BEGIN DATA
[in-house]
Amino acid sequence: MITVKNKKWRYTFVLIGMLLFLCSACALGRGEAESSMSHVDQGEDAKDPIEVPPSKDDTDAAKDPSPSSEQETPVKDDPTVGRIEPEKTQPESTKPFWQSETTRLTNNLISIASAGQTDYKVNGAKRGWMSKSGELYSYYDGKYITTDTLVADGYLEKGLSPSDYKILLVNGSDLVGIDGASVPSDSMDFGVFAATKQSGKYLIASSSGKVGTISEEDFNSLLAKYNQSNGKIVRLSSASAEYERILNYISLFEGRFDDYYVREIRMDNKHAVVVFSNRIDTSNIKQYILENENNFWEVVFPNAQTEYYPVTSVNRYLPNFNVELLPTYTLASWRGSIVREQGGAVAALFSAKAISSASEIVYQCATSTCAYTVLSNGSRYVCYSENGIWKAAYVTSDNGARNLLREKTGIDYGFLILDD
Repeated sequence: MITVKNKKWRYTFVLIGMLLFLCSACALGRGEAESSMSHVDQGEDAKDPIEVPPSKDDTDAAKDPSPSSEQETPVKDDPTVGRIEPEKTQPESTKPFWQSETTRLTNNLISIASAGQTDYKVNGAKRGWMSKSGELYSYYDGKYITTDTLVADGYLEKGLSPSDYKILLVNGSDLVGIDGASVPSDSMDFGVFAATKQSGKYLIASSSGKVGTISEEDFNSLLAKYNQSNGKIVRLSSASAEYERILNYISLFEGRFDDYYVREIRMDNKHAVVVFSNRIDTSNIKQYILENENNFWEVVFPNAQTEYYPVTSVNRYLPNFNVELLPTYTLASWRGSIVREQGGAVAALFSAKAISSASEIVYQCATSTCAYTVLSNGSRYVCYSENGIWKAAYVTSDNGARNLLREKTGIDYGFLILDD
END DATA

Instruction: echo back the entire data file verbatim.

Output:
[in-house]
Amino acid sequence: MITVKNKKWRYTFVLIGMLLFLCSACALGRGEAESSMSHVDQGEDAKDPIEVPPSKDDTDAAKDPSPSSEQETPVKDDPTVGRIEPEKTQPESTKPFWQSETTRLTNNLISIASAGQTDYKVNGAKRGWMSKSGELYSYYDGKYITTDTLVADGYLEKGLSPSDYKILLVNGSDLVGIDGASVPSDSMDFGVFAATKQSGKYLIASSSGKVGTISEEDFNSLLAKYNQSNGKIVRLSSASAEYERILNYISLFEGRFDDYYVREIRMDNKHAVVVFSNRIDTSNIKQYILENENNFWEVVFPNAQTEYYPVTSVNRYLPNFNVELLPTYTLASWRGSIVREQGGAVAALFSAKAISSASEIVYQCATSTCAYTVLSNGSRYVCYSENGIWKAAYVTSDNGARNLLREKTGIDYGFLILDD
Repeated sequence: MITVKNKKWRYTFVLIGMLLFLCSACALGRGEAESSMSHVDQGEDAKDPIEVPPSKDDTDAAKDPSPSSEQETPVKDDPTVGRIEPEKTQPESTKPFWQSETTRLTNNLISIASAGQTDYKVNGAKRGWMSKSGELYSYYDGKYITTDTLVADGYLEKGLSPSDYKILLVNGSDLVGIDGASVPSDSMDFGVFAATKQSGKYLIASSSGKVGTISEEDFNSLLAKYNQSNGKIVRLSSASAEYERILNYISLFEGRFDDYYVREIRMDNKHAVVVFSNRIDTSNIKQYILENENNFWEVVFPNAQTEYYPVTSVNRYLPNFNVELLPTYTLASWRGSIVREQGGAVAALFSAKAISSASEIVYQCATSTCAYTVLSNGSRYVCYSENGIWKAAYVTSDNGARNLLREKTGIDYGFLILDD